Notebook, 1993-

MATERIALS & METHODS - Painting - Oil Painting

Characteristics - Painting Methods & Techniques - Materials and Equipment - Work Space & Storage - Manufacture of Pigments - Protection of the Picture

The Craftsman's Handbook [Cennini's 'Il Libro dell' Arte'] - On Painting [Alberti] - Professional Essays [Sir George Eastlake]

Oil Painting - Methods

The Oil Technique
Painters employed drying oils such as walnut oil and linseed oil occasionally for special effects from the twelfth to the fourteenth centuries. During the fifteenth century oil painting was increasingly used as a fine arts medium, and in the sixteenth century it became the principal painting method in northern Europe and Italy, becoming preferred by many artists over egg tempera, fresco, and distemper painting. The gradual adoption of the oil medium came soon after the systems of perspective and light-and-shade drawing had been absorbed into the pictorial styles of the period, replacing the more stylized almost signlike compositions of the earlier artists. [Editorial note: One might speculate that paint was applied directly onto unprepared surfaces in the early renderings of natural forms and in stylized schema developed in Aegean wall painting not unlike the wall paintings in the caves of Tunhuang along the Silk Road in the Gobi Desert --and an approach to painting which may have arisen out of processes in decorative ceramic ware and, perhaps, writing. European artists during the early Renaissance glazed color with an oil /egg binder over monochromatic light & shade renderings on polished plaster and panels --much in the same narrative spirit of early architectural reliefs which developed in the East and in Egypt. It was not till the high Renaissance that artists had develop the process of mixing pigments together and more directly in the delineation of nuances in imagery. A characteristic of the Renaissance was that attention was brought to focus on the present world with an increasing awareness of changing events and with more fluid and natural exchanges portrayed --less dedication ascribed to the hereafter. The oil paint carried light within the process of delineation.] The characteristics of oil paint proved advantagious to painters who were interested in the effects of light, the description of individual likeness, and the complex variety in nature. That it became almost universally accepted as the standard medium of European and American painting for nearly five hundred years, meeting the requirements of the various styles of painting as they appeared, testifies to its versatility and to its compatibility with the developments in European and American art. [p. 54]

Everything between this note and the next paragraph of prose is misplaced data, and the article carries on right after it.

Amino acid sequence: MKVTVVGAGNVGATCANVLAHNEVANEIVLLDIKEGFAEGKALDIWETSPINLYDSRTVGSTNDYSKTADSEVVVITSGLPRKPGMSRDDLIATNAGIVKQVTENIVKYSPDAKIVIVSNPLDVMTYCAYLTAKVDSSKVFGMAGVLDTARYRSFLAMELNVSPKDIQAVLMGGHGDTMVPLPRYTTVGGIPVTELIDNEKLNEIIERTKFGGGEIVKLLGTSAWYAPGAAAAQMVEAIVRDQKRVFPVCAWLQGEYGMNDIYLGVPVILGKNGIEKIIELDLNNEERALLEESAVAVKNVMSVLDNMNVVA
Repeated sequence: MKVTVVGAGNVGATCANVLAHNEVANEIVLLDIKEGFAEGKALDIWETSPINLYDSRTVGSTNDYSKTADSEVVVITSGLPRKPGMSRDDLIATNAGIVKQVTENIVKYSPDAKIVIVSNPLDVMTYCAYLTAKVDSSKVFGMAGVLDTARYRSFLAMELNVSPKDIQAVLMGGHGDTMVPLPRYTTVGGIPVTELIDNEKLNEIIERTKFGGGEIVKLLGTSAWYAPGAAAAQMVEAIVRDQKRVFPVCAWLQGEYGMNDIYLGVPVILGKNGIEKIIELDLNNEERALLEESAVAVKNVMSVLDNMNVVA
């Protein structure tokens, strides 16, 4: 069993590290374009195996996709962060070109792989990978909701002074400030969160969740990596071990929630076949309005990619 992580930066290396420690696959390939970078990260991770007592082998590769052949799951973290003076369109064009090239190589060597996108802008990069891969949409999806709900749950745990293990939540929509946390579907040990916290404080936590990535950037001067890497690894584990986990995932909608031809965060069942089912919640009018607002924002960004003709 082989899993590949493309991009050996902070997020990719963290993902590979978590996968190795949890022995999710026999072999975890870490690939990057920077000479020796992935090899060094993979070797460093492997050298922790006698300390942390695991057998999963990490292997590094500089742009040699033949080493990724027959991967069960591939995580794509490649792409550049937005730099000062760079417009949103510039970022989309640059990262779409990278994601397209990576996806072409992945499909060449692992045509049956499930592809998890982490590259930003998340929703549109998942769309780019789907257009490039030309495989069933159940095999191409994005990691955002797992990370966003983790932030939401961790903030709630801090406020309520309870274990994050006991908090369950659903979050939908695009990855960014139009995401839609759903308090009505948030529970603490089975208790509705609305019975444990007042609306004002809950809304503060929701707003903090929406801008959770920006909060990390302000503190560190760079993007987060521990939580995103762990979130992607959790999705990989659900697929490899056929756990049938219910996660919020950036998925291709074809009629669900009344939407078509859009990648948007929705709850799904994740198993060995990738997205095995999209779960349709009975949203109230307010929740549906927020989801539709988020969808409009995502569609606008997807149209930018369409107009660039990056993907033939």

[Kay, Reed. The Painter's Guide to Studio Methods and Materials. Englewood Cliffs, NJ: Prentice-Hall, Inc., 1983. pp. 127-129]

Editorial Note: Much range is provided through the use of oil paints as a media with which to draw, evolve, develop, discover, and define content and imagery. One has the possibility to work with fine glazes or thick applications of the substance through which to develop experience, thought, and understanding. The oil painting media is such that an artist has an opportunity to re-do, re-think, or remove work in the processes of development --and may develop skills to use the media to capture fleeting impressions or to build tangible substances of ideas and impressions. Oil paints may be worked both transparent and opaque.



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